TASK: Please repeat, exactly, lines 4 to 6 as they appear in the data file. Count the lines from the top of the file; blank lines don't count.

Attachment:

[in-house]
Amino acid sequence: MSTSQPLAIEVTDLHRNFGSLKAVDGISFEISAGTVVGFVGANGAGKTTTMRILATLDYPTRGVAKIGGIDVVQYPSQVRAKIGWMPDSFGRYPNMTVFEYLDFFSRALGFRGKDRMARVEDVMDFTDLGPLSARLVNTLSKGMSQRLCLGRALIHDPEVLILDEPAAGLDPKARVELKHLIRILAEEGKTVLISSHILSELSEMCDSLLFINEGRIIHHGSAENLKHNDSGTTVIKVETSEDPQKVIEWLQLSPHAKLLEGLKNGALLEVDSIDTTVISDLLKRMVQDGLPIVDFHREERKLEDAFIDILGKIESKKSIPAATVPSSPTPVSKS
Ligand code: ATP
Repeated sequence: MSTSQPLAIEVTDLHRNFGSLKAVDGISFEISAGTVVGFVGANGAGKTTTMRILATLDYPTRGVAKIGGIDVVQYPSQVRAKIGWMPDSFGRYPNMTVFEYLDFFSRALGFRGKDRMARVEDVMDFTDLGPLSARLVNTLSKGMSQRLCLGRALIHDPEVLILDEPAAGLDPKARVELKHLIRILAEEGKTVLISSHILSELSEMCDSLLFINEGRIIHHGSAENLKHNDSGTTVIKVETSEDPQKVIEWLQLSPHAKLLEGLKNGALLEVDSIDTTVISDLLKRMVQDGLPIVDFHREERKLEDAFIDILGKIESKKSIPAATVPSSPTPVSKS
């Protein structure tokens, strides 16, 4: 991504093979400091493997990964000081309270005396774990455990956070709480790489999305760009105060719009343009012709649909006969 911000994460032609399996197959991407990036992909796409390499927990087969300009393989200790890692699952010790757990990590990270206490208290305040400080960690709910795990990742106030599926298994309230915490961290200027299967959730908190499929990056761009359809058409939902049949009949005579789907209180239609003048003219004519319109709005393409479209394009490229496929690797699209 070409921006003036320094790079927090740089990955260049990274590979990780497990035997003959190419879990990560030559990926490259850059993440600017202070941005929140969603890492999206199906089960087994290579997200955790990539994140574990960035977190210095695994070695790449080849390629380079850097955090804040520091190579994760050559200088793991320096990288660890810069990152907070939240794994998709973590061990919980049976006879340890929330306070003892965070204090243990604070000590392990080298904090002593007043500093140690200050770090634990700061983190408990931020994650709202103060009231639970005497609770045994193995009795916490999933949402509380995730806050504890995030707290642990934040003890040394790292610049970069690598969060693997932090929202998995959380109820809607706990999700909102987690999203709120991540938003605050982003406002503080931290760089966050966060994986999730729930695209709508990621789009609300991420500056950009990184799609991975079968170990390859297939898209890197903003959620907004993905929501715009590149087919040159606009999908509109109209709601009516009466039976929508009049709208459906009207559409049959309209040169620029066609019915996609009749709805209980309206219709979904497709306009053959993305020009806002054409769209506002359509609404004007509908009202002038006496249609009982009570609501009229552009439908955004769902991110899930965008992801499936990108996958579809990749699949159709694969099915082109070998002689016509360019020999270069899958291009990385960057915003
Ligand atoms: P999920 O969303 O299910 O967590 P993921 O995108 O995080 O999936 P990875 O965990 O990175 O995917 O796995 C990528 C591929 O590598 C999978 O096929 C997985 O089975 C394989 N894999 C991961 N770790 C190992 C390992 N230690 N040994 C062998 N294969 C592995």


Repeated sequence: MSTSQPLAIEVTDLHRNFGSLKAVDGISFEISAGTVVGFVGANGAGKTTTMRILATLDYPTRGVAKIGGIDVVQYPSQVRAKIGWMPDSFGRYPNMTVFEYLDFFSRALGFRGKDRMARVEDVMDFTDLGPLSARLVNTLSKGMSQRLCLGRALIHDPEVLILDEPAAGLDPKARVELKHLIRILAEEGKTVLISSHILSELSEMCDSLLFINEGRIIHHGSAENLKHNDSGTTVIKVETSEDPQKVIEWLQLSPHAKLLEGLKNGALLEVDSIDTTVISDLLKRMVQDGLPIVDFHREERKLEDAFIDILGKIESKKSIPAATVPSSPTPVSKS
């Protein structure tokens, strides 16, 4: 991504093979400091493997990964000081309270005396774990455990956070709480790489999305760009105060719009343009012709649909006969 911000994460032609399996197959991407990036992909796409390499927990087969300009393989200790890692699952010790757990990590990270206490208290305040400080960690709910795990990742106030599926298994309230915490961290200027299967959730908190499929990056761009359809058409939902049949009949005579789907209180239609003048003219004519319109709005393409479209394009490229496929690797699209 070409921006003036320094790079927090740089990955260049990274590979990780497990035997003959190419879990990560030559990926490259850059993440600017202070941005929140969603890492999206199906089960087994290579997200955790990539994140574990960035977190210095695994070695790449080849390629380079850097955090804040520091190579994760050559200088793991320096990288660890810069990152907070939240794994998709973590061990919980049976006879340890929330306070003892965070204090243990604070000590392990080298904090002593007043500093140690200050770090634990700061983190408990931020994650709202103060009231639970005497609770045994193995009795916490999933949402509380995730806050504890995030707290642990934040003890040394790292610049970069690598969060693997932090929202998995959380109820809607706990999700909102987690999203709120991540938003605050982003406002503080931290760089966050966060994986999730729930695209709508990621789009609300991420500056950009990184799609991975079968170990390859297939898209890197903003959620907004993905929501715009590149087919040159606009999908509109109209709601009516009466039976929508009049709208459906009207559409049959309209040169620029066609019915996609009749709805209980309206219709979904497709306009053959993305020009806002054409769209506002359509609404004007509908009202002038006496249609009982009570609501009229552009439908955004769902991110899930965008992801499936990108996958579809990749699949159709694969099915082109070998002689016509360019020999270069899958291009990385960057915003
Ligand atoms: P999920 O969303 O299910 O967590 P993921 O995108 O995080 O999936 P990875 O965990 O990175 O995917 O796995 C990528 C591929 O590598 C999978 O096929 C997985 O089975 C394989 N894999 C991961 N770790 C190992 C390992 N230690 N040994 C062998 N294969 C592995």